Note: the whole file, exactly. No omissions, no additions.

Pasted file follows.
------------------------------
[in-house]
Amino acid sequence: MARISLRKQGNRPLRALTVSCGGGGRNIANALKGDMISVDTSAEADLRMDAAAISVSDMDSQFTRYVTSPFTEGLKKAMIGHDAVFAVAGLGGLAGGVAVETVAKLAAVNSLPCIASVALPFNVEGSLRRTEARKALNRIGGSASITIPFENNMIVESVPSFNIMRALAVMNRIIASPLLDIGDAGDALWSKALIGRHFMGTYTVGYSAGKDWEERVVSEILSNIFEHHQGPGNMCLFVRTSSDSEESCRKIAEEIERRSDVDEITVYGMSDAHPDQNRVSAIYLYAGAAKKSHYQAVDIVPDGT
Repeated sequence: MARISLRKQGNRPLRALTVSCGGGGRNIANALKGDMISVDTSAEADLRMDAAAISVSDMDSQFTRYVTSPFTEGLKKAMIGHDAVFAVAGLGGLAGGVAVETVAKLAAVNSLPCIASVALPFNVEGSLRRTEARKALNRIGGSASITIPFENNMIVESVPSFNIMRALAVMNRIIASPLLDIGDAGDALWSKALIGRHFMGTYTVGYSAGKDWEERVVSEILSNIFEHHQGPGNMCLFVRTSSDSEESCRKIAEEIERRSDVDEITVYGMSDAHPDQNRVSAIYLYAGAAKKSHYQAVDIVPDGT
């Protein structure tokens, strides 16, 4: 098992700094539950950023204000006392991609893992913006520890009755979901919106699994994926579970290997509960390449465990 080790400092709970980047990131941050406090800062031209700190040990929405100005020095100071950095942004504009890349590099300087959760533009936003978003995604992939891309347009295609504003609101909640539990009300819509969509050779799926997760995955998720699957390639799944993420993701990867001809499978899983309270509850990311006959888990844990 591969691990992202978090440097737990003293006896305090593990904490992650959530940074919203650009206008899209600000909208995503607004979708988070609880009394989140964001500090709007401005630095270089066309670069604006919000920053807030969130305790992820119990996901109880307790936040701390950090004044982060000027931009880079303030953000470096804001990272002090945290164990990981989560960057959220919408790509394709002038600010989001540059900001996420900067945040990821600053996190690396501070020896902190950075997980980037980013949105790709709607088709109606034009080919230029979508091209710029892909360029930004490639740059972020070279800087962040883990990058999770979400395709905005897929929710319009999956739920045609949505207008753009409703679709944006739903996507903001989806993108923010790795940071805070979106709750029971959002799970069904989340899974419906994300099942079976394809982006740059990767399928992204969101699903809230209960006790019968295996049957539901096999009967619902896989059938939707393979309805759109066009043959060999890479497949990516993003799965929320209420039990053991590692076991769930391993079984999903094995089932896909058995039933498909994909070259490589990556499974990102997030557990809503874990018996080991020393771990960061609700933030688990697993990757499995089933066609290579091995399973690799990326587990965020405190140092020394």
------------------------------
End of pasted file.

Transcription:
[in-house]
Amino acid sequence: MARISLRKQGNRPLRALTVSCGGGGRNIANALKGDMISVDTSAEADLRMDAAAISVSDMDSQFTRYVTSPFTEGLKKAMIGHDAVFAVAGLGGLAGGVAVETVAKLAAVNSLPCIASVALPFNVEGSLRRTEARKALNRIGGSASITIPFENNMIVESVPSFNIMRALAVMNRIIASPLLDIGDAGDALWSKALIGRHFMGTYTVGYSAGKDWEERVVSEILSNIFEHHQGPGNMCLFVRTSSDSEESCRKIAEEIERRSDVDEITVYGMSDAHPDQNRVSAIYLYAGAAKKSHYQAVDIVPDGT
Repeated sequence: MARISLRKQGNRPLRALTVSCGGGGRNIANALKGDMISVDTSAEADLRMDAAAISVSDMDSQFTRYVTSPFTEGLKKAMIGHDAVFAVAGLGGLAGGVAVETVAKLAAVNSLPCIASVALPFNVEGSLRRTEARKALNRIGGSASITIPFENNMIVESVPSFNIMRALAVMNRIIASPLLDIGDAGDALWSKALIGRHFMGTYTVGYSAGKDWEERVVSEILSNIFEHHQGPGNMCLFVRTSSDSEESCRKIAEEIERRSDVDEITVYGMSDAHPDQNRVSAIYLYAGAAKKSHYQAVDIVPDGT
């Protein structure tokens, strides 16, 4: 098992700094539950950023204000006392991609893992913006520890009755979901919106699994994926579970290997509960390449465990 080790400092709970980047990131941050406090800062031209700190040990929405100005020095100071950095942004504009890349590099300087959760533009936003978003995604992939891309347009295609504003609101909640539990009300819509969509050779799926997760995955998720699957390639799944993420993701990867001809499978899983309270509850990311006959888990844990 591969691990992202978090440097737990003293006896305090593990904490992650959530940074919203650009206008899209600000909208995503607004979708988070609880009394989140964001500090709007401005630095270089066309670069604006919000920053807030969130305790992820119990996901109880307790936040701390950090004044982060000027931009880079303030953000470096804001990272002090945290164990990981989560960057959220919408790509394709002038600010989001540059900001996420900067945040990821600053996190690396501070020896902190950075997980980037980013949105790709709607088709109606034009080919230029979508091209710029892909360029930004490639740059972020070279800087962040883990990058999770979400395709905005897929929710319009999956739920045609949505207008753009409703679709944006739903996507903001989806993108923010790795940071805070979106709750029971959002799970069904989340899974419906994300099942079976394809982006740059990767399928992204969101699903809230209960006790019968295996049957539901096999009967619902896989059938939707393979309805759109066009043959060999890479497949990516993003799965929320209420039990053991590692076991769930391993079984999903094995089932896909058995039933498909994909070259490589990556499974990102997030557990809503874990018996080991020393771990960061609700933030688990697993990757499995089933066609290579091995399973690799990326587990965020405190140092020394």